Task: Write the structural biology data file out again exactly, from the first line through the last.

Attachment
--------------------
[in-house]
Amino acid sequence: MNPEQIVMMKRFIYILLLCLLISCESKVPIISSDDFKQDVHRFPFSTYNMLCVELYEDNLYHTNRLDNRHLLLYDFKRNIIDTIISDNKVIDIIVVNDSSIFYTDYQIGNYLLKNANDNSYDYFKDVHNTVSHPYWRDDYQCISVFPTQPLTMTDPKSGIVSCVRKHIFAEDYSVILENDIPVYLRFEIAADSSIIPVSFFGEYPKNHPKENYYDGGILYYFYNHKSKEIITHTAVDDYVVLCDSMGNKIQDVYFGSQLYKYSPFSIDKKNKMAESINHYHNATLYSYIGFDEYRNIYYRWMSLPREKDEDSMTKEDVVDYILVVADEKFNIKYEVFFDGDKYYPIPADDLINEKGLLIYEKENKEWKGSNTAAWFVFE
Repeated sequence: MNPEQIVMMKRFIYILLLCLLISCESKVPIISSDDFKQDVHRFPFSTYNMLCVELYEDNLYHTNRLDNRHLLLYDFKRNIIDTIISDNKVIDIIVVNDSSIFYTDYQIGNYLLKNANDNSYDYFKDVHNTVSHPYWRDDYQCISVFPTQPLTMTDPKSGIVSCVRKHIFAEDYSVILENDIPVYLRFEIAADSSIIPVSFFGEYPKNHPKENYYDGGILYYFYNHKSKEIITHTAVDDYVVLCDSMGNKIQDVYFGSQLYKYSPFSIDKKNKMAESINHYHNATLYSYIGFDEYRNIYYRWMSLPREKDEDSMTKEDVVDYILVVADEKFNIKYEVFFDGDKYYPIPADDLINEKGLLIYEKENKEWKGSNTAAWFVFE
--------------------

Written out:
[in-house]
Amino acid sequence: MNPEQIVMMKRFIYILLLCLLISCESKVPIISSDDFKQDVHRFPFSTYNMLCVELYEDNLYHTNRLDNRHLLLYDFKRNIIDTIISDNKVIDIIVVNDSSIFYTDYQIGNYLLKNANDNSYDYFKDVHNTVSHPYWRDDYQCISVFPTQPLTMTDPKSGIVSCVRKHIFAEDYSVILENDIPVYLRFEIAADSSIIPVSFFGEYPKNHPKENYYDGGILYYFYNHKSKEIITHTAVDDYVVLCDSMGNKIQDVYFGSQLYKYSPFSIDKKNKMAESINHYHNATLYSYIGFDEYRNIYYRWMSLPREKDEDSMTKEDVVDYILVVADEKFNIKYEVFFDGDKYYPIPADDLINEKGLLIYEKENKEWKGSNTAAWFVFE
Repeated sequence: MNPEQIVMMKRFIYILLLCLLISCESKVPIISSDDFKQDVHRFPFSTYNMLCVELYEDNLYHTNRLDNRHLLLYDFKRNIIDTIISDNKVIDIIVVNDSSIFYTDYQIGNYLLKNANDNSYDYFKDVHNTVSHPYWRDDYQCISVFPTQPLTMTDPKSGIVSCVRKHIFAEDYSVILENDIPVYLRFEIAADSSIIPVSFFGEYPKNHPKENYYDGGILYYFYNHKSKEIITHTAVDDYVVLCDSMGNKIQDVYFGSQLYKYSPFSIDKKNKMAESINHYHNATLYSYIGFDEYRNIYYRWMSLPREKDEDSMTKEDVVDYILVVADEKFNIKYEVFFDGDKYYPIPADDLINEKGLLIYEKENKEWKGSNTAAWFVFE